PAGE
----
Written by Clay Smith
Missed fractures are rare in children who are diagnosed with a nursemaid’s elbow. We can safely use x-ray in these children less often. There are some tips for you below.
Ilene Claudius teaches PEM like a pro
Why does this matter?
It seems almost reflexive to x-ray a child with a hurt arm. But is it necessary? Could we do this less often in select cases?
Come on, nursemaids…why so rough?
This was a retrospective review of 45 pediatric EDs over 9 years that identified 88,466 patients with a diagnosis of nursemaid’s elbow. Median age was 2.1 years, 59% female, 60% left arm. Missed fractures, defined as upper extremity fracture detected within 1 week of the original encounter, were extremely rare: 247 cases (0.3%). However, 28.5% of initial visits had an x-ray performed. This indicates that we could likely perform radiography less often. Children were more likely to have a missed fracture if they were older than 6 years, had an x-ray on the initial visit, or got ibuprofen or acetaminophen at the initial visit. Nursemaid’s occurred most often in children 1-3 years of age, 85.3% of cases.
Here is how I think about this. Are they a toddler? Careful if they’re older than 3-ish. Look at the mechanism: low or potentially higher energy? Look at how they hold their arm: classic palm down, tucked against their side? Calm the patient down – pacifier, Baby Shark (Noooo!), bottle, whatever – and carefully palpate for point tenderness while they are happy and distracted. Here is a little pearl. If no point tenderness, see what happens with slight supination of the wrist. This usually causes pain in a nursemaid’s. If a toddler has no point tenderness, no bruising or swelling, low energy mechanism, and is holding the arm adducted*/pronated – it is probably a nursemaid’s. Don’t x-ray them. To reduce, I recommend hyperpronation. It is so much better than supination/flexion. This is not just borne out in the literature, although that is true. As I have changed my practice, I have done a dozen or so of these with 100% success using hyperpronation. But take that anecdote for what it’s worth…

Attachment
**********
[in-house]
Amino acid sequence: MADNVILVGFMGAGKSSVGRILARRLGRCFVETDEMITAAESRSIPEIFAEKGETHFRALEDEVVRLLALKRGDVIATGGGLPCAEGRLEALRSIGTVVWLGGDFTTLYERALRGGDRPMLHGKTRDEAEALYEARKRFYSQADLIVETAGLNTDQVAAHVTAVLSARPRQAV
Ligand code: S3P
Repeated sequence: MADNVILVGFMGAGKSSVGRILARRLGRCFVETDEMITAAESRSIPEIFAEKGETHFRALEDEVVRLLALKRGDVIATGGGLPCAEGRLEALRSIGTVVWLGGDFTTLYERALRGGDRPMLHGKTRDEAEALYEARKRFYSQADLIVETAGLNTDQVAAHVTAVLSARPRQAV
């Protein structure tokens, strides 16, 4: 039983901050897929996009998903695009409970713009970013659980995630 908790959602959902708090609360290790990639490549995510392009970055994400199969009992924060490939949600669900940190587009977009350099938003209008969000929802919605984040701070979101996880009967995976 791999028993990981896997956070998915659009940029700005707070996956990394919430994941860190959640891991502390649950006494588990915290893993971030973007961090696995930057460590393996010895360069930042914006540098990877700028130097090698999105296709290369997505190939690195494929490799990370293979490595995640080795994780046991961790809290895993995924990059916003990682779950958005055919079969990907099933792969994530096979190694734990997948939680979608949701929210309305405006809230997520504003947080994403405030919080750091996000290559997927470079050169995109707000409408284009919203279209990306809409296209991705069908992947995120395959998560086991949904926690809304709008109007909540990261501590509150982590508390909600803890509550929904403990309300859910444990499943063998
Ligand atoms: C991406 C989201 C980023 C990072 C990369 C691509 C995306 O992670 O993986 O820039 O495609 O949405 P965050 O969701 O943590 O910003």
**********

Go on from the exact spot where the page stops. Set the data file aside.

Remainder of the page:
* Post corrected from abducted to adducted. Sorry about that typo.
Management and Outcomes of Children With Nursemaid’s Elbow. Ann Emerg Med. 2021 Feb;77(2):154-162. doi: 10.1016/j.annemergmed.2020.09.002. Epub 2020 Oct 27.